07.16.14

The FDA’s Open Digital Sweatshop Initiative

Posted in Culture of Lickspittle at 2:40 pm by George Smith

Marvel at the promotional video uploaded by the Empire of Bezos to showcase “Amazon Web Services.” It’s awesome in that it has the FDA’s Chief Health Informatics Officer, Taha Kass-Hout, going on for four minutes about the miracle of “turning manual submissions from the public into machine-readable information with 99.7% accuracy” without once mentioning Mechanical Turk or that the work is performed by digital sweat-shopping.

Instead Kass-Hout relates how the FDA had a “19th century problem” of backlogged paperwork, adverse drug reactions submitted by the public, health professionals and doctors, paper that needed transcription into machine-readable form. There’s a stream of jargon and techno-gobble about “the cloud” and database language coupled with pretty digital icons of documentation whizzing by with not a single admission of the reality that the job is not implemented by machines at all, but by the equivalent of human hamsters running the wheels at Mechanical Turk for pennies.

It’s truly Orwellian, releasing a stink of vague obfuscation so that people who don’t know a thing about what’s going on in the background are led to believe it’s just another marvelous technical wonder on the road to the glorious future.

Taha Kass-Hout ought to be ashamed of himself although that’s a bit much to hope for.

The Obama administration has put on a public populist face, one that chides the Republican Party and corporate America for allowing inequality to balloon and the compensation of workers to flat-line. And here is the man from the FDA, talking about a technical work-around that simply relies on paying people virtually nothing for record transcription work.

The blog mentioned this previously, in connection with Mechanical Turk, and here is a recap:

At a time of great unemployment, poverty wages and increasing inequality, the Food and Drug Association has committed to employing Mechanical Turk digital sweat-shop labor through a private sector sub-contractor. Pure and simple, it is the use of taxpayer money in the nullification of people for the siphoning of the money to corporate America. Think of it as anti-stimulus. (What percentage of Mechanical Turk workers are in the food stamp program? Rhetorical. There are no statistics as the service and the businesses that use it are non-transparent.)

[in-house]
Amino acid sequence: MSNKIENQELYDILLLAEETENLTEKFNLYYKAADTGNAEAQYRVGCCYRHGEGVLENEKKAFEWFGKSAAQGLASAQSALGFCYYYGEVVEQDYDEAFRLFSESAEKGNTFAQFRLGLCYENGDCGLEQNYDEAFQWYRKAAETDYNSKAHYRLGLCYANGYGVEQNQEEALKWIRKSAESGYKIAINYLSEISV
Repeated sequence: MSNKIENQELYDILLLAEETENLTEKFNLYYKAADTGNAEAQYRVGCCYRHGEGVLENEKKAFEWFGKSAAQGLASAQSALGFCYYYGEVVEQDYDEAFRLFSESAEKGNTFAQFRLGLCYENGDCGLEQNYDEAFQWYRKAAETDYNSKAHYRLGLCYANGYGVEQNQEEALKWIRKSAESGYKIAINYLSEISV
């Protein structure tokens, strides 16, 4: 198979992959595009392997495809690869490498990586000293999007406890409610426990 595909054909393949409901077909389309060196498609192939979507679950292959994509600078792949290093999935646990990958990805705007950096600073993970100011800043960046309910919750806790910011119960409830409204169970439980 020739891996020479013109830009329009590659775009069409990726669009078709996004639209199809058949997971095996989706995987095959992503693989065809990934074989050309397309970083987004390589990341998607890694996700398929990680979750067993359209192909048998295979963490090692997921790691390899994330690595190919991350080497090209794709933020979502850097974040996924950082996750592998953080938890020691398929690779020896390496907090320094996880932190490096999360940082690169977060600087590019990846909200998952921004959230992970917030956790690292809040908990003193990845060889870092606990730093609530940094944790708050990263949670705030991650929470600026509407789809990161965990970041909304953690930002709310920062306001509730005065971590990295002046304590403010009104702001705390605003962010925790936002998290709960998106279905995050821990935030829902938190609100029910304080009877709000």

Plus human beings working for twenty or thirty cents a job are more reliable and so much cheaper than crappy optical character recognition software …

At a time when the economy is not producing jobs or a living for many Americans, the government response should not be to fill a labor need by leveraging desperation digital sweat shop labor.

This is wrong. The US government, specifically the Food and Drug Association, should hire Americans and get the job done, not resort to machine-like digital chiseling through a third party because it is allegedly swamped by a work load. Alternatively, it can use tax dollars to buy more automation and keep the work within the agency.

There are many paper shuffling and data entry jobs in the US government, all performed by civil servants. And a lot of that work, without labor protections, could simply be turned over to digital crowd-sourcing in network sweat-shops.

The government must still pay workers according to some set of civilized standards. And in no cases can the federal government refuse to pay civil servants if it doesnít like the cut or result of their work on any given day. Yet that is the model put in place when a federal agency transfers data transcription to labor on Amazonís Mechanical Turk. On Mechanical Turk, below subsistence pay workers can be denied mere dimes if their work is deemed sub-standard. And there are no appeals.

This isnít where the government should be leading. And whoever came up with the idea at the FDA needs some bad publicity and brush-back.

And I’m not sorry to say I will supply bad publicity when able.

Captricity, which is the firm that does this for the FDA, is a small firm in Berkeley.

Reads its website:

Extract structured data from paper forms. Even handwriting! Fast. Secure. 99%+ accurate

Ninety-nine percent accurate. For pennies on the job and the ability to deny payment through Mechanical Turk if the sub-standard is turned in, I should hope so.

Here is the Captricity blog.

You may especially enjoy, if only in a perverse way, the entry entitled “Evidence-based Research to Combat Global Poverty.”

And do tell us, how do you combat global poverty by using workers paid at astonishingly sub-poverty levels to transcribe administrative information and research on populations in poverty in endemically poverty-stricken countries?

Boy, that’s a brain-twister. But I’m sure they have an answer in the Silicon Valley.

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